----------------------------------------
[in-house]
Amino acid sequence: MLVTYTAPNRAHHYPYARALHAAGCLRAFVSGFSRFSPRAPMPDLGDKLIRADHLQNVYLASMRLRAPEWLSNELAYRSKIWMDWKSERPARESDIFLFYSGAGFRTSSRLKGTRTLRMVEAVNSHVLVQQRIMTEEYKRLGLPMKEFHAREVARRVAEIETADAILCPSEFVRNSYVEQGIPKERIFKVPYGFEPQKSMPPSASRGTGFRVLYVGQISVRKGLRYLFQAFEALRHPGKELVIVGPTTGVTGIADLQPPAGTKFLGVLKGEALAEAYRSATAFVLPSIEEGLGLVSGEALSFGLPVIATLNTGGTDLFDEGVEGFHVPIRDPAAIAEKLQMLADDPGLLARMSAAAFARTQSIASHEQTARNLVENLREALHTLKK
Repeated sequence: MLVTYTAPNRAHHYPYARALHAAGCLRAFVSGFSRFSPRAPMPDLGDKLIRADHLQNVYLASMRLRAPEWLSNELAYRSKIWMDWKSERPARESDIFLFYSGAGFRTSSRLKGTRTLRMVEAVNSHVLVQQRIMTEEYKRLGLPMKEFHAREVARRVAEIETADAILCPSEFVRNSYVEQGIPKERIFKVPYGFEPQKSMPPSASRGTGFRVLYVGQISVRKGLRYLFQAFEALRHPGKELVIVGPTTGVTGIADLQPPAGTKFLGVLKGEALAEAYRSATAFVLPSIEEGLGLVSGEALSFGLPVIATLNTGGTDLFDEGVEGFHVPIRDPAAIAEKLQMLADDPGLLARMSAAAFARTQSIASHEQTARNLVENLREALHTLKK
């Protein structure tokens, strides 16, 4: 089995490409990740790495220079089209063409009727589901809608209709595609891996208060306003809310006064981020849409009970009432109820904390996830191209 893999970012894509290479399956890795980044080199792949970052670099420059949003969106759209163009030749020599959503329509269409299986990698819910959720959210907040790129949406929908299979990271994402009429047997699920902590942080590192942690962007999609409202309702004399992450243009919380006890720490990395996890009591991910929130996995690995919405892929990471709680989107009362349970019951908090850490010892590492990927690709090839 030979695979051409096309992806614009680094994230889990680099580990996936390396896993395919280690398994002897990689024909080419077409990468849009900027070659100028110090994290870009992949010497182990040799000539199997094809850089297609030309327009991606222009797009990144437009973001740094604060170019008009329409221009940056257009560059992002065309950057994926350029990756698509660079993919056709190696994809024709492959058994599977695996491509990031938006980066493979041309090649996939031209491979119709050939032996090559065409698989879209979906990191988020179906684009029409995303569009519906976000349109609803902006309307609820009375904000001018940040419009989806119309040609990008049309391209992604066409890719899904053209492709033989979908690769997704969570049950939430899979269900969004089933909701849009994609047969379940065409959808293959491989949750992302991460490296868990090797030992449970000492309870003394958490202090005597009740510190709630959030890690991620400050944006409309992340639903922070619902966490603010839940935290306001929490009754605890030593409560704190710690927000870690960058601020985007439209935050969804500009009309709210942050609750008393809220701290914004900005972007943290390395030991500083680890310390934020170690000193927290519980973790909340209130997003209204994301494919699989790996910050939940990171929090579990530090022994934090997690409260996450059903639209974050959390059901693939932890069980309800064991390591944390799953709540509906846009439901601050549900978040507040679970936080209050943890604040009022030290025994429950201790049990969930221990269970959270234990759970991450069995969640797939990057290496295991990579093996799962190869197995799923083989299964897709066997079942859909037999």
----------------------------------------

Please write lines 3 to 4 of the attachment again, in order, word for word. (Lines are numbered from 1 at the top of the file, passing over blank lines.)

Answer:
Repeated sequence: MLVTYTAPNRAHHYPYARALHAAGCLRAFVSGFSRFSPRAPMPDLGDKLIRADHLQNVYLASMRLRAPEWLSNELAYRSKIWMDWKSERPARESDIFLFYSGAGFRTSSRLKGTRTLRMVEAVNSHVLVQQRIMTEEYKRLGLPMKEFHAREVARRVAEIETADAILCPSEFVRNSYVEQGIPKERIFKVPYGFEPQKSMPPSASRGTGFRVLYVGQISVRKGLRYLFQAFEALRHPGKELVIVGPTTGVTGIADLQPPAGTKFLGVLKGEALAEAYRSATAFVLPSIEEGLGLVSGEALSFGLPVIATLNTGGTDLFDEGVEGFHVPIRDPAAIAEKLQMLADDPGLLARMSAAAFARTQSIASHEQTARNLVENLREALHTLKK
């Protein structure tokens, strides 16, 4: 089995490409990740790495220079089209063409009727589901809608209709595609891996208060306003809310006064981020849409009970009432109820904390996830191209 893999970012894509290479399956890795980044080199792949970052670099420059949003969106759209163009030749020599959503329509269409299986990698819910959720959210907040790129949406929908299979990271994402009429047997699920902590942080590192942690962007999609409202309702004399992450243009919380006890720490990395996890009591991910929130996995690995919405892929990471709680989107009362349970019951908090850490010892590492990927690709090839 030979695979051409096309992806614009680094994230889990680099580990996936390396896993395919280690398994002897990689024909080419077409990468849009900027070659100028110090994290870009992949010497182990040799000539199997094809850089297609030309327009991606222009797009990144437009973001740094604060170019008009329409221009940056257009560059992002065309950057994926350029990756698509660079993919056709190696994809024709492959058994599977695996491509990031938006980066493979041309090649996939031209491979119709050939032996090559065409698989879209979906990191988020179906684009029409995303569009519906976000349109609803902006309307609820009375904000001018940040419009989806119309040609990008049309391209992604066409890719899904053209492709033989979908690769997704969570049950939430899979269900969004089933909701849009994609047969379940065409959808293959491989949750992302991460490296868990090797030992449970000492309870003394958490202090005597009740510190709630959030890690991620400050944006409309992340639903922070619902966490603010839940935290306001929490009754605890030593409560704190710690927000870690960058601020985007439209935050969804500009009309709210942050609750008393809220701290914004900005972007943290390395030991500083680890310390934020170690000193927290519980973790909340209130997003209204994301494919699989790996910050939940990171929090579990530090022994934090997690409260996450059903639209974050959390059901693939932890069980309800064991390591944390799953709540509906846009439901601050549900978040507040679970936080209050943890604040009022030290025994429950201790049990969930221990269970959270234990759970991450069995969640797939990057290496295991990579093996799962190869197995799923083989299964897709066997079942859909037999």